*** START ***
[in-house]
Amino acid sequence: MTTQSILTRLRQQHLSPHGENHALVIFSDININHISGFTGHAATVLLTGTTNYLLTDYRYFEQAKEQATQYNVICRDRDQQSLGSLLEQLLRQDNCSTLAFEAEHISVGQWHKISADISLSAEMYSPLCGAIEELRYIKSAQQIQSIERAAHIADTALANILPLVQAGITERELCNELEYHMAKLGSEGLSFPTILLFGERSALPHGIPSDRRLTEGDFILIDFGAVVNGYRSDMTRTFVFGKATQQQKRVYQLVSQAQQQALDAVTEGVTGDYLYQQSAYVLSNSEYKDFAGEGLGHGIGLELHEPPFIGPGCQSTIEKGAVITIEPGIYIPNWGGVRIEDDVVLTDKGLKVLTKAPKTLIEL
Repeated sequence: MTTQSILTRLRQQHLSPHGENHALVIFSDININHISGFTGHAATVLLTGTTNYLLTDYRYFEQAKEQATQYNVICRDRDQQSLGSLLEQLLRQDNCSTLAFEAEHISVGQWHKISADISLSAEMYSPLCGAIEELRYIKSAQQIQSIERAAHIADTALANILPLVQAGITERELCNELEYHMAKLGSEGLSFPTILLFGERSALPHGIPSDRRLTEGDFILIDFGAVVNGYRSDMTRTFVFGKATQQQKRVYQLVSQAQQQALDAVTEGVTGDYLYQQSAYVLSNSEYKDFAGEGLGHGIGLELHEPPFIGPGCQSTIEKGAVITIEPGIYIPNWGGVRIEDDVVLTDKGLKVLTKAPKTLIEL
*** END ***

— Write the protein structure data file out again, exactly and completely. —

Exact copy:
[in-house]
Amino acid sequence: MTTQSILTRLRQQHLSPHGENHALVIFSDININHISGFTGHAATVLLTGTTNYLLTDYRYFEQAKEQATQYNVICRDRDQQSLGSLLEQLLRQDNCSTLAFEAEHISVGQWHKISADISLSAEMYSPLCGAIEELRYIKSAQQIQSIERAAHIADTALANILPLVQAGITERELCNELEYHMAKLGSEGLSFPTILLFGERSALPHGIPSDRRLTEGDFILIDFGAVVNGYRSDMTRTFVFGKATQQQKRVYQLVSQAQQQALDAVTEGVTGDYLYQQSAYVLSNSEYKDFAGEGLGHGIGLELHEPPFIGPGCQSTIEKGAVITIEPGIYIPNWGGVRIEDDVVLTDKGLKVLTKAPKTLIEL
Repeated sequence: MTTQSILTRLRQQHLSPHGENHALVIFSDININHISGFTGHAATVLLTGTTNYLLTDYRYFEQAKEQATQYNVICRDRDQQSLGSLLEQLLRQDNCSTLAFEAEHISVGQWHKISADISLSAEMYSPLCGAIEELRYIKSAQQIQSIERAAHIADTALANILPLVQAGITERELCNELEYHMAKLGSEGLSFPTILLFGERSALPHGIPSDRRLTEGDFILIDFGAVVNGYRSDMTRTFVFGKATQQQKRVYQLVSQAQQQALDAVTEGVTGDYLYQQSAYVLSNSEYKDFAGEGLGHGIGLELHEPPFIGPGCQSTIEKGAVITIEPGIYIPNWGGVRIEDDVVLTDKGLKVLTKAPKTLIEL